But it is to Daniel Bell’s suggestive—one might say provocative—argument that I will here attend. Bell is a Methodist who teaches at Lutheran Theology Seminary in Columbia, South Carolina, and his subject is the “dominant” and “emergent” modes of political theology today. He locates the present writer and this magazine solidly in the dominant category, while his sympathies are strongly aligned with thinkers of the emergent mode such as Stanley Hauerwas, John Milbank, and Oliver O’Donovan. Both the dominant and emergent are modes of “political theology,” which is to say that they tell the Christian story (Bell calls it the Christian mythos) in a way that is inescapably related to the right ordering of human society. To cut to his conclusion, the dominant mode of political theology has led to “the political captivity of the Church” in service to the modern state, while the emergent mode posits the Church itself as the right ordering of human society. His steps, and missteps, toward that conclusion are instructive.
We must, Bell correctly insists, go back to a time before “state” and “civil society” assumed the modern forms that we tend to take for granted or view as inevitable. He claims that the dominant mode—whether in the form of political theology proper, Latin American liberation theology, or public theology (the last is where we come in)—assumes the givenness of the modern state and civil society. The emergent or “postmodern” mode of political theology, on the other hand, has a keener historical memory, knowing that in medieval Christendom “society was an organic whole, governed by two parallel and universal powers—the Pope and the Prince.” When “the state” appears in political discourse in the fourteenth century, it refers not to a bounded space ruled by princes rather than popes, “but rather to the state or condition of the temporal princes themselves.” In the modern era, “the state” refers to a centralized power with a monopoly on the use of coercive force within a defined territory. According to the conventional telling of the story, the modern state emerged from the “wars of religion” in the sixteenth and seventeenth centuries. “Horrified by the excesses of armed religious fervor, Europe developed a political order whereby religion would no longer have access to the weapons with which to work its woe. Henceforth, religion was construed as a private matter and the public, political realm was to be watched over by a sovereign and secular state charged with keeping the peace.”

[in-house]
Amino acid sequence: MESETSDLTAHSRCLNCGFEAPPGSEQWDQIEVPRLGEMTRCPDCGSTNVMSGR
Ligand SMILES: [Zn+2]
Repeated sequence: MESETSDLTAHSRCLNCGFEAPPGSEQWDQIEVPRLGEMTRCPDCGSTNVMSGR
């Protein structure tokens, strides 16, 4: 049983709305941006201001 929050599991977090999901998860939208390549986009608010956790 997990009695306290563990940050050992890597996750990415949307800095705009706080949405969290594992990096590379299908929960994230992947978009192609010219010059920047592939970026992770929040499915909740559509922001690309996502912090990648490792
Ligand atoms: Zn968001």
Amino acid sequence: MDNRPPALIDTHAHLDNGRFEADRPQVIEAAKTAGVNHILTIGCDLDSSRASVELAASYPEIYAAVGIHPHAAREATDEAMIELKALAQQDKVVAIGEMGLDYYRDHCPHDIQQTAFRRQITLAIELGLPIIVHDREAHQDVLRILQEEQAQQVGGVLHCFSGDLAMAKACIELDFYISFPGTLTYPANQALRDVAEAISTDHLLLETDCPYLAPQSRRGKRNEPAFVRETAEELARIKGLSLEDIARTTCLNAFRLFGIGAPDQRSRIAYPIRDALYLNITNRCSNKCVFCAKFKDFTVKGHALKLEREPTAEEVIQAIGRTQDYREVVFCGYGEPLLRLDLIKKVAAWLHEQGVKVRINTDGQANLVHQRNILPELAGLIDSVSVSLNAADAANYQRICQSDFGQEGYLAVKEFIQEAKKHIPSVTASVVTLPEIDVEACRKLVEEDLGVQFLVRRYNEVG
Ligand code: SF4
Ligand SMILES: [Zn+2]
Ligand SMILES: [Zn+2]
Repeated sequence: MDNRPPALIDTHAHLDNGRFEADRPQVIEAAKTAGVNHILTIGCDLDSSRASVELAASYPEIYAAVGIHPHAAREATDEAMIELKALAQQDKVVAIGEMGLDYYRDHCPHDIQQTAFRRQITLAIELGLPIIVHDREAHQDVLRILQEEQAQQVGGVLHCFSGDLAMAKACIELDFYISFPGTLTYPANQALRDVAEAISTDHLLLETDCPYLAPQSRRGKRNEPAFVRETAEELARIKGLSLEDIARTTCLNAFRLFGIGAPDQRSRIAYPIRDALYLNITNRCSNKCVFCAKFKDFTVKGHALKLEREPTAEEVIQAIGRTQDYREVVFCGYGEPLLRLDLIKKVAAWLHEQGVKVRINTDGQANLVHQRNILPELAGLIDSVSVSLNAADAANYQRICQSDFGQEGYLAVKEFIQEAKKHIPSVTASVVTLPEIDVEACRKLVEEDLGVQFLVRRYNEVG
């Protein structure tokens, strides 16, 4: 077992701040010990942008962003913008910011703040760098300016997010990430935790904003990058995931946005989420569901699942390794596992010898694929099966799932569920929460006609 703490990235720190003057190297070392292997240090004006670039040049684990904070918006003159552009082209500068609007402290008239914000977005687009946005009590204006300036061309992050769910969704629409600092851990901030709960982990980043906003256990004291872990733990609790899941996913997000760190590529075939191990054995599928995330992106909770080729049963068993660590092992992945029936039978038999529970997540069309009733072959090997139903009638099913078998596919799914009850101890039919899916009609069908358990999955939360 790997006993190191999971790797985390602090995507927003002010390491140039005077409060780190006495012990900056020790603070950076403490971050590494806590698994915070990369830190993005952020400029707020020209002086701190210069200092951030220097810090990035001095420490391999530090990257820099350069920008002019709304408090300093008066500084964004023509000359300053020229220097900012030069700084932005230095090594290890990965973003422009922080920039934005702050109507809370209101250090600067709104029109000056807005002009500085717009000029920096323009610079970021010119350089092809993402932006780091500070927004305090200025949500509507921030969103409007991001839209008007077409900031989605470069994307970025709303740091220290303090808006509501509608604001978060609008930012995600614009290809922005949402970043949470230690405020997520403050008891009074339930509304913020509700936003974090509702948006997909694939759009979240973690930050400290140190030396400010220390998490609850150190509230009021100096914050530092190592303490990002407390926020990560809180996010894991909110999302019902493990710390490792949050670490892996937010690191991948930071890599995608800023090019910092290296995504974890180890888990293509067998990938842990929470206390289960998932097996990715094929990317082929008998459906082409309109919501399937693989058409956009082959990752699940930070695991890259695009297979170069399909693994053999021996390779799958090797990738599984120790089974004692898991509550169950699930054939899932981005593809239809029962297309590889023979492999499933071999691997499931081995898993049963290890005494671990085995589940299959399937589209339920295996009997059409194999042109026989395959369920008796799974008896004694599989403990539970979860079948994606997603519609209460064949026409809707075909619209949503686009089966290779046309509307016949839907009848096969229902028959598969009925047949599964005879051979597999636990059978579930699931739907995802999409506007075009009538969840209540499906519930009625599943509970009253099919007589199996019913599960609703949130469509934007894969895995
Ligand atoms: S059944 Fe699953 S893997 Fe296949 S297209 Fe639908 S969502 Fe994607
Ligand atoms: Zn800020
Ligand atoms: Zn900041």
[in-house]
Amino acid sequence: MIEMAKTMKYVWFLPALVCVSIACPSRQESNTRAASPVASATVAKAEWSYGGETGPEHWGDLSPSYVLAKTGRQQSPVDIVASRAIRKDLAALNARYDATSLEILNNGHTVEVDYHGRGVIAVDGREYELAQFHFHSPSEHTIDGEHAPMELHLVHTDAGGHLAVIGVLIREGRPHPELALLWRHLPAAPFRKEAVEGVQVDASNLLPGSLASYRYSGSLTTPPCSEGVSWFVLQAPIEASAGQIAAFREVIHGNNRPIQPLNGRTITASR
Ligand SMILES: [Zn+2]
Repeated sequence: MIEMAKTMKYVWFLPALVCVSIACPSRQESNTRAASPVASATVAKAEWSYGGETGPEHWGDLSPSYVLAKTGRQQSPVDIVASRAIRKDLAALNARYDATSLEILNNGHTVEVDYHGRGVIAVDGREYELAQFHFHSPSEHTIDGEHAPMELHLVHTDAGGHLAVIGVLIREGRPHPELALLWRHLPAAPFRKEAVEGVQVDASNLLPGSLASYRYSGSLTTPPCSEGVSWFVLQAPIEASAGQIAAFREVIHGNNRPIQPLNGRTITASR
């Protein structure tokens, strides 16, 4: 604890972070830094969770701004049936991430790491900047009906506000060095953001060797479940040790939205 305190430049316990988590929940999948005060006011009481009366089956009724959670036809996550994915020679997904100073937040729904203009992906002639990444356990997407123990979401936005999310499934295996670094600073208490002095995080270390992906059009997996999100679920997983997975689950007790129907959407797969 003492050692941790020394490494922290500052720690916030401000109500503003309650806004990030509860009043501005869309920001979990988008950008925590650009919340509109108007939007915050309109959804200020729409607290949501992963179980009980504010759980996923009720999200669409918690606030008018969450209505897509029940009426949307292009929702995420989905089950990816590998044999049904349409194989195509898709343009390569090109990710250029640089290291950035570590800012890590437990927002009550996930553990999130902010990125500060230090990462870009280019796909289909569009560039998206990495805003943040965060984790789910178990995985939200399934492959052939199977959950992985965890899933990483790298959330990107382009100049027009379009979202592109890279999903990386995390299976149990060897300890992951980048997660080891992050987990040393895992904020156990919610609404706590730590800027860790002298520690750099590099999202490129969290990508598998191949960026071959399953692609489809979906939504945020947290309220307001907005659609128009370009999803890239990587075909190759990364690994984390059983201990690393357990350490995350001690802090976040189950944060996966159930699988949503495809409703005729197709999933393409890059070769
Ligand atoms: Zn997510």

A Public Church
That modern “settlement” was lucidly and very influentially defined by the German sociologist Max Weber. We inhabit, said Weber, various “life spheres,” each with its own laws and ethical functions, and such spheres, while distinct, interact in a complementary manner. “Weber noted that religion was principally about the task of furnishing ideals, whereas politics was fundamentally about the manipulation of means in order to attain not the ultimate end or ideal, but what was pragmatically possible.” Politics, Weber wrote, is about “the leadership, or the influencing of the leadership, of a political association, hence today, of a state.” The result is that politics is now about “statecraft,” the manipulation of state power. The dominant school of political theology is in basic agreement with Weber, Bell claims. The emergent school, on the other hand, points out that the wars of religion were not most importantly about religion. Catholics and Protestants frequently made alliances to fight other Catholics and Protestants. The phrase “wars of religion” is deeply prejudicial. The conflicts, writes Bell, “were in fact the birth pangs of the modern state as it struggled to break free of the remnants of the medieval order, as it strove to subsume all other social groupings under the sovereign authority.” “In particular, these conflicts were about the replacement of a public Church.” These are broad generalizations, which is to be expected in the kind of typology that Bell is attempting to construct. A problem begins to make its appearance in that I and some others whom he places in the “dominant” tradition have a very long record of opposing the monopolistic ambitions of the modern state and the privatizing of religion, and of adamantly insisting upon the public character of the Church.